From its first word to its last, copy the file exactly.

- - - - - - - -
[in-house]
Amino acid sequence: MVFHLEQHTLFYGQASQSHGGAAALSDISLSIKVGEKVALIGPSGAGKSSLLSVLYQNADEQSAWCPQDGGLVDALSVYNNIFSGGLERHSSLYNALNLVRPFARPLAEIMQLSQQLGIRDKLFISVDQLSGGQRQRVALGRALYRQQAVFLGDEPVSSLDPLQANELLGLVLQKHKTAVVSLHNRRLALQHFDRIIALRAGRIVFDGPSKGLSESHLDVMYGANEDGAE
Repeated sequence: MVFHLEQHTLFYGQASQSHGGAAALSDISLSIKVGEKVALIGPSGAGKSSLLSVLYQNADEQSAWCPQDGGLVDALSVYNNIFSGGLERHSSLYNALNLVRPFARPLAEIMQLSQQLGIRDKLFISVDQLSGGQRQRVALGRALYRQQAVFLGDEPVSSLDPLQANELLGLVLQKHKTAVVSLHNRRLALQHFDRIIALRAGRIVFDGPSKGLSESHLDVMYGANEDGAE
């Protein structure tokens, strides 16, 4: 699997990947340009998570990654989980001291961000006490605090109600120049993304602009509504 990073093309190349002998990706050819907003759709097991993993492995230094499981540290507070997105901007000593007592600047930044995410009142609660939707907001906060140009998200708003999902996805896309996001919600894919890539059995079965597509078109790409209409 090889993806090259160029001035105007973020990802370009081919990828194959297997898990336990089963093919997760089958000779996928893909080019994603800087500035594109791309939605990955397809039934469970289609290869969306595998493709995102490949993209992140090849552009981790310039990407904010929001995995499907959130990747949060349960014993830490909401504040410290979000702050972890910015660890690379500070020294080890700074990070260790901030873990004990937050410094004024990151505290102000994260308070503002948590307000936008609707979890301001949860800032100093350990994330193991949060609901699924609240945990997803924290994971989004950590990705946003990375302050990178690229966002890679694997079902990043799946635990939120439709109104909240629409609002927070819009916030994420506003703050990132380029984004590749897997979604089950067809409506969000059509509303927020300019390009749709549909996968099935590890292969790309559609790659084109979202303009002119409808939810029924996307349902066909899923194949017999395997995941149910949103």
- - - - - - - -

[in-house]
Amino acid sequence: MVFHLEQHTLFYGQASQSHGGAAALSDISLSIKVGEKVALIGPSGAGKSSLLSVLYQNADEQSAWCPQDGGLVDALSVYNNIFSGGLERHSSLYNALNLVRPFARPLAEIMQLSQQLGIRDKLFISVDQLSGGQRQRVALGRALYRQQAVFLGDEPVSSLDPLQANELLGLVLQKHKTAVVSLHNRRLALQHFDRIIALRAGRIVFDGPSKGLSESHLDVMYGANEDGAE
Repeated sequence: MVFHLEQHTLFYGQASQSHGGAAALSDISLSIKVGEKVALIGPSGAGKSSLLSVLYQNADEQSAWCPQDGGLVDALSVYNNIFSGGLERHSSLYNALNLVRPFARPLAEIMQLSQQLGIRDKLFISVDQLSGGQRQRVALGRALYRQQAVFLGDEPVSSLDPLQANELLGLVLQKHKTAVVSLHNRRLALQHFDRIIALRAGRIVFDGPSKGLSESHLDVMYGANEDGAE
């Protein structure tokens, strides 16, 4: 699997990947340009998570990654989980001291961000006490605090109600120049993304602009509504 990073093309190349002998990706050819907003759709097991993993492995230094499981540290507070997105901007000593007592600047930044995410009142609660939707907001906060140009998200708003999902996805896309996001919600894919890539059995079965597509078109790409209409 090889993806090259160029001035105007973020990802370009081919990828194959297997898990336990089963093919997760089958000779996928893909080019994603800087500035594109791309939605990955397809039934469970289609290869969306595998493709995102490949993209992140090849552009981790310039990407904010929001995995499907959130990747949060349960014993830490909401504040410290979000702050972890910015660890690379500070020294080890700074990070260790901030873990004990937050410094004024990151505290102000994260308070503002948590307000936008609707979890301001949860800032100093350990994330193991949060609901699924609240945990997803924290994971989004950590990705946003990375302050990178690229966002890679694997079902990043799946635990939120439709109104909240629409609002927070819009916030994420506003703050990132380029984004590749897997979604089950067809409506969000059509509303927020300019390009749709549909996968099935590890292969790309559609790659084109979202303009002119409808939810029924996307349902066909899923194949017999395997995941149910949103």